Stuart Bingham’s dramatic capture of the Australian Goldfields Open title was the fulfilment of years of effort and dedication to the game.
A professional for 16 years, ‘Ballrun’ Bingham has always shown snooker every respect, entering tournaments big and small wherever he can find them.
He has enthusiastically embraced the new opportunities that exist under Barry Hearn and has seen only positives where several others look only for negatives.
He got his reward today and it is well deserved for a well liked professional in every sense of the word.
Level at 4-4 at halfway, Bingham looked edgy at the start of the evening session as Mark Williams began to take control.
At 8-5 down and snookered on the last red, it looked over but Bingham enjoyed a huge slice of luck – fluking a snooker back – and it effectively turned the match.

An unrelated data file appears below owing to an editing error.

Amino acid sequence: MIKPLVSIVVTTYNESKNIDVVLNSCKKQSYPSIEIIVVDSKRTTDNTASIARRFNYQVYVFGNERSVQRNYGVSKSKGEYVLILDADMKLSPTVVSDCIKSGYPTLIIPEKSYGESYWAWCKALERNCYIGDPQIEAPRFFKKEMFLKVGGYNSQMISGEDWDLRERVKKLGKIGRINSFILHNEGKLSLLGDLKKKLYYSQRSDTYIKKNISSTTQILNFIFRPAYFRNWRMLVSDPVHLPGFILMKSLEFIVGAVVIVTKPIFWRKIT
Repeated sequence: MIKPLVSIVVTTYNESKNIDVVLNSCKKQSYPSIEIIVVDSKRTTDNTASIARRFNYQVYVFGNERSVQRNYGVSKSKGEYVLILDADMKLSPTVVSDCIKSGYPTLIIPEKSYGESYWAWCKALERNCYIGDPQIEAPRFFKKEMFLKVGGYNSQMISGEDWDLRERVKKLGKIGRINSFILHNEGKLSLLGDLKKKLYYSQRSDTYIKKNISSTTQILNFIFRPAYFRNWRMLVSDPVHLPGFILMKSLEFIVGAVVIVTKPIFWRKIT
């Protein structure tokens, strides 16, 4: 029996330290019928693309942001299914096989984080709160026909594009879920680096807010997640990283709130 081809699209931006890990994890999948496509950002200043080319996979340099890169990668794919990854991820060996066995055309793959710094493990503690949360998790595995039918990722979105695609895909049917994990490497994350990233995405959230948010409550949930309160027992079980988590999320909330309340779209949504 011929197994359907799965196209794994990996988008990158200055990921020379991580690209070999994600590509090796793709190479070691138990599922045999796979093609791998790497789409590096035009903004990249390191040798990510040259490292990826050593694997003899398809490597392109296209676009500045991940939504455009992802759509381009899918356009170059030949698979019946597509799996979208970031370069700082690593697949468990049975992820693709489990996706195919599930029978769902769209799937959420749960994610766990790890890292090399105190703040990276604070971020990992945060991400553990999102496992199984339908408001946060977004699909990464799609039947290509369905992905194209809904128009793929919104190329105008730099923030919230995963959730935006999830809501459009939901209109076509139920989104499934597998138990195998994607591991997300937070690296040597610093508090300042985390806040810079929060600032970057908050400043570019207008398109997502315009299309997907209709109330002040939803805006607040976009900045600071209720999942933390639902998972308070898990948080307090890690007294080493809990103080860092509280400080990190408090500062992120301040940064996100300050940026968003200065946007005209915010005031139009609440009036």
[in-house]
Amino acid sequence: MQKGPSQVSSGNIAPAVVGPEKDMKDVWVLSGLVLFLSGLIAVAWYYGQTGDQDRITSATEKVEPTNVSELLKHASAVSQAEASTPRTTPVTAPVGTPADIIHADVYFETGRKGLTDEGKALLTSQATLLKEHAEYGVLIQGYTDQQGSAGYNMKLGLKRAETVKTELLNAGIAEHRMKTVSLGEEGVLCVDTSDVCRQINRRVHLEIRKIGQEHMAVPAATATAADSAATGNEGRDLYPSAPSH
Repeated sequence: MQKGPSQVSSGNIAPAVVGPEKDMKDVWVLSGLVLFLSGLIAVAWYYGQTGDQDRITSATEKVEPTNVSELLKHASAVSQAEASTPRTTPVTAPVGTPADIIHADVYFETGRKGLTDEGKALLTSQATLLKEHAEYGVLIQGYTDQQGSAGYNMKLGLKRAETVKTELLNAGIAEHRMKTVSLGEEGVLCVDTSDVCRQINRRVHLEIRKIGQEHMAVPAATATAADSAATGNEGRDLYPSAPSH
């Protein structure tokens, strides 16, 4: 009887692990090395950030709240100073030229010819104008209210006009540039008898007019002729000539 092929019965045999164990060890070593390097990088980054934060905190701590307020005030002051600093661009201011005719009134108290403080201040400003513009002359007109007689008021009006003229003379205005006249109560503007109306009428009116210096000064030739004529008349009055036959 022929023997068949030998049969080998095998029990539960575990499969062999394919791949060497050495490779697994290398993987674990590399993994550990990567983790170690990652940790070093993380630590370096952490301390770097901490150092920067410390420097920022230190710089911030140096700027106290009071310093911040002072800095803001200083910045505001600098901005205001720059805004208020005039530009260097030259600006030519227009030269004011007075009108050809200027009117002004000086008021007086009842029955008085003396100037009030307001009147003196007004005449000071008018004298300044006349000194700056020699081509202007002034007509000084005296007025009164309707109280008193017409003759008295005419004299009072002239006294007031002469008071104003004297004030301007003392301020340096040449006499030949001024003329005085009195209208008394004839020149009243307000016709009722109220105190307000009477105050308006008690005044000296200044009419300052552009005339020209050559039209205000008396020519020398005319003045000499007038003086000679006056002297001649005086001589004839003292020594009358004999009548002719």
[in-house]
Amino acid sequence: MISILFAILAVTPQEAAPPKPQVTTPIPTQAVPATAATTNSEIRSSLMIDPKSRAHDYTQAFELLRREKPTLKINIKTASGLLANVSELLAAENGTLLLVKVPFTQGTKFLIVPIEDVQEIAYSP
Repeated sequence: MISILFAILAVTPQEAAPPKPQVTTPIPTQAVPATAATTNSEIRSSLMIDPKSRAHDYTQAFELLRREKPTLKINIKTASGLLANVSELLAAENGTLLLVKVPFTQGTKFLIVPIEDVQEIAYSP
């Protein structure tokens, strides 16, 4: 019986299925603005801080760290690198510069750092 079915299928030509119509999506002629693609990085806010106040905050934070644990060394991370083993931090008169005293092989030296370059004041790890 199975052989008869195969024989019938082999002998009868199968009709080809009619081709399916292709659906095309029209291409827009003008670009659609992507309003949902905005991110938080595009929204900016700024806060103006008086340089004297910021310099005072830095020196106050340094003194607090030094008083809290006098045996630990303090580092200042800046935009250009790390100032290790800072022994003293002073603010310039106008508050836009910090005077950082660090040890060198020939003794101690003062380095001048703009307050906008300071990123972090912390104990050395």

Reprieved, he produced some brilliant snooker to draw level at 8-8. The decider was full of tension, with chances on both sides until Bingham got over the line.
You could see what it meant to him afterwards. I hope the champagne is flowing freely in Bendigo as I write this.
And Stuart should perhaps send a glass over in the direction of Mark Allen, because there’s no doubt that the Northern Irishman’s ungracious comments had an effect, whether consciously or not, and spurred Bingham on.
He proved that when the pressure was on he isn’t a bottler. How sweet this day must be for him.
It also gives hope to those many professionals who have spent a long time as part of the sport’s supporting cast, dreaming of one day playing a leading role.
Bingham has proved it can be done if you believe in yourself and produce the goods on the day.
Well done to him. He deserves to enjoy his moment in the sun.
The terrific final brought the curtain down on a hugely successful week, supported by large and appreciative crowds.
The Australian Open is another winner: gimmick free, it proved that tournament snooker is still a big draw.
As Williams graciously said afterwards, long may the game return to Australia, where the snooker public in this long neglected outpost played their full part in making it a memorable week.